When the boss says it’s time to pour data into the screens of a bazillion visitors to your website, you have dozens of options for getting up and running fast. In the old days, most work was done on the server, but today much of the heavy lifting has been pushed to the client, making for a zippier, more interactive experience, because the client often has cycles to spare.
There are a number of tools for client-side code that shoulder the job of laying out the data and interacting with the user. Two of the latest leading contenders are Angular and React, a pair of open source projects from Google and Facebook, respectively. Angular and React are great tools for delivering complex, data-driven web apps and websites. But they offer distinct approaches, the kind of differences that generate long philosophical debates between coders.
Is Angular the right choice for your team? Or is React the perfect fit for your next project? Here is a breakdown of where each tool wins to help you decide.
Where Angular wins: Being a full framework
When you launch a project with Angular, much of the CRUD work has already been done for you. Most mechanisms for creating, updating, and deleting data objects are baked in. All you have to do is give the objects and their respective fields proper names, then fiddle with the CSS rules for displaying them. The structure is already in place for creating and manipulating data in these fields. In other words, Angular is a full framework, an empty vessel awaiting your brilliance.
Where React wins: Being “just” a library
Where Angular wins: The structure to customize from the top down
Another way of looking at the difference is to understand that Angular already comes with much of the structure already in place. Your job is to dig down and customize it. Angular programmers start with the big picture and fill in the details. If you want the standard Angular structure, you’re in luck because it’s already been built for you.
Where React wins: The flexibility to build from the bottom up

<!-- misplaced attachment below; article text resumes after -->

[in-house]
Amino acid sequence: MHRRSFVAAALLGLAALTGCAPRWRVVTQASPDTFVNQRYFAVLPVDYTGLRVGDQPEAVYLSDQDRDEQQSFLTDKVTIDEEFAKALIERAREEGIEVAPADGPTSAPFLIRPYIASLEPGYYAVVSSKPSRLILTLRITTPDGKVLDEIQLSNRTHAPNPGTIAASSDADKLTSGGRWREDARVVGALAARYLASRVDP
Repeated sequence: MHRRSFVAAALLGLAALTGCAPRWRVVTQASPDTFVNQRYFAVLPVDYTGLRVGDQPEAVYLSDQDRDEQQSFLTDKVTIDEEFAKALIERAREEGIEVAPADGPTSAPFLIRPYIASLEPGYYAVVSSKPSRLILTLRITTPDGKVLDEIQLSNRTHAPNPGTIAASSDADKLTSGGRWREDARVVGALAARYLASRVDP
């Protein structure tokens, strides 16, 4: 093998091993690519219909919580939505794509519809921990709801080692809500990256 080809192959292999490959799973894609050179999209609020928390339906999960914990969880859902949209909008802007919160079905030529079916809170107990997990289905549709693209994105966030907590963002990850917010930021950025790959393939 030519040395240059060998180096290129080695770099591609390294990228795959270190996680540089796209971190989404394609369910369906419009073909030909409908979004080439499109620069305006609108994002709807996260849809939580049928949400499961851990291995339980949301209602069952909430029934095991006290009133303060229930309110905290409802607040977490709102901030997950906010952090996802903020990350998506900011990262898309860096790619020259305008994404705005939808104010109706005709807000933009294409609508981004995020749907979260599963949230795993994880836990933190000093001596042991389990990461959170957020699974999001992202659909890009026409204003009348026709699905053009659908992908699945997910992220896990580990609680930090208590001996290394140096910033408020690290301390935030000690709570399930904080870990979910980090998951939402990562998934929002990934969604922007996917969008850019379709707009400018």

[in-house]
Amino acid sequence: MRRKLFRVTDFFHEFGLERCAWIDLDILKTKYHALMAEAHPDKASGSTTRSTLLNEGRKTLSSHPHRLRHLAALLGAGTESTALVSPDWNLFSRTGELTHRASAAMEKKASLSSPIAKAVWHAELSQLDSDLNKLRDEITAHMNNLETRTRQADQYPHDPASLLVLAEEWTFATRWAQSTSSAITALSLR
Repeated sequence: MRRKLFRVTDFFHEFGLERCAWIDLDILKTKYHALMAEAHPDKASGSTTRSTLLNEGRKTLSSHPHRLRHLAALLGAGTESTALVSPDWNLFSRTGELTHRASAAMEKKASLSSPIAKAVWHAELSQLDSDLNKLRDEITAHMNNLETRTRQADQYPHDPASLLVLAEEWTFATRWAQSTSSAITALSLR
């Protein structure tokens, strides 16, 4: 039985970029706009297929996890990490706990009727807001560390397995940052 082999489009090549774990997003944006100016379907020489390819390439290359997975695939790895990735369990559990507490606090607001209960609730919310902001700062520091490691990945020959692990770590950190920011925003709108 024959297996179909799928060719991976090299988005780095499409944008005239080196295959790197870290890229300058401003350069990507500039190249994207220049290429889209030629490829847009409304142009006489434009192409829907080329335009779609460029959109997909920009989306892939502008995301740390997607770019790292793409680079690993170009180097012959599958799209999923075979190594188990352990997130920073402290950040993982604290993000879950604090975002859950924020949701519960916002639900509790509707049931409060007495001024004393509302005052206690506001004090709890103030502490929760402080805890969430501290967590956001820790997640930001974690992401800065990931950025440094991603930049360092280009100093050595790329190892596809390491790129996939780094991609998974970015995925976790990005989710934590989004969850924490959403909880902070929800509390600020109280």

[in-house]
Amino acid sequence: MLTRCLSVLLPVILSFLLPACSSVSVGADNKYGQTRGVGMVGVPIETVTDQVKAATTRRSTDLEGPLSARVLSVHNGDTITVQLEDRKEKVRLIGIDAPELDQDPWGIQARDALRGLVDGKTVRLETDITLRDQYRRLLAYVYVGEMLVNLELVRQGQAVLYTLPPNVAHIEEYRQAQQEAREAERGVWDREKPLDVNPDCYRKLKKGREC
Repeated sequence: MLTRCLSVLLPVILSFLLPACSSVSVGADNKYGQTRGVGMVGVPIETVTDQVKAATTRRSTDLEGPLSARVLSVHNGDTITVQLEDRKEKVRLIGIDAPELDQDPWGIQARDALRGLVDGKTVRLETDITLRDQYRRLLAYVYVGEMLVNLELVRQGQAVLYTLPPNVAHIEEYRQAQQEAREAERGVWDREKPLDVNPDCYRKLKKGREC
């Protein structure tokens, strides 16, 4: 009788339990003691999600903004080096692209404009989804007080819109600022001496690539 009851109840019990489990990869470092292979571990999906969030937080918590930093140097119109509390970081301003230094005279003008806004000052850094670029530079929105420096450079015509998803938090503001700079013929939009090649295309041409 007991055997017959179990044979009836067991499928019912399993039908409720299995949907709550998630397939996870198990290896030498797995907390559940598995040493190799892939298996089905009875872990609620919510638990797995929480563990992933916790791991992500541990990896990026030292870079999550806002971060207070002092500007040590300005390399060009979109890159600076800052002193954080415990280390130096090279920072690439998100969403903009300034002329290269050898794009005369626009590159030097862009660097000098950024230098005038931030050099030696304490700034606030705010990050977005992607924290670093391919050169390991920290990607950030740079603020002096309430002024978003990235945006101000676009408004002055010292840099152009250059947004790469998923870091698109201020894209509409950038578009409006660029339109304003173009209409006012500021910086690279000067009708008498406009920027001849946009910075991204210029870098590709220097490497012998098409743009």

React programmers often consider themselves as building up using React as their support. This metaphor is a bit strained because there are no ups and downs in code space, but it illustrates how one might consider the differences between Angular and React. React programmers add and add until they’ve completed their app. And if you want something out of the ordinary, with React, you can build it up without bumping into the preconceived structure of a framework like Angular.
Where Angular wins: TypeScript
Where Angular wins: Declarative programming
Some programming language experts like to say that a “declarative” language lets the programmer express what needs to happen and the language does the rest. In the case of HTML, that means the programmer specifies the parts of the document (headlines, lists, paragraphs) using tags (<h1>, <ul>, <p>) and the browser does the work of figuring out how to lay them out, so the information looks good on the screen.
Where React wins: Imperative programming
Where Angular wins: HTML extras
HTML is nice in the way that a factory standard Honda Civic is. But if you want a bit more beyond the stock unit, Angular has you covered, adding enhancements to HTML like a Civic owner might add tanks of nitrous oxide or fatter tires. Angular includes extra attributes for HTML tags that are eventually parsed by Angular to define your app. You don’t really write a loop; you add the
ng-repeat directive to a tag and Angular does the rest. You’re building something new, so why not use a few extras?
Where Angular wins: A new path
Where React wins: Tradition
The big picture: Why not both?
Angular and React are both solid choices—so why bother choosing? Yes, they approach the problem of putting together webpages differently, but they aren’t matter and antimatter. They can co-exist without a world-destroying explosion; ng-React is only one example of how a bit of coding can make it possible to use a React component in Angular. If you follow this path, you can pick and choose the best for each corner of your app.
In the end, many of the distinctions between Angular and React are small. The real challenge is in designing your web app, planning the layouts, and deciding what happens to each click. The hard work is imagining your app and finding a good way to communicate with your user. Both Angular and React do a great job of putting components on the screen, collecting input and sending it back to the server. The real job is up to you.
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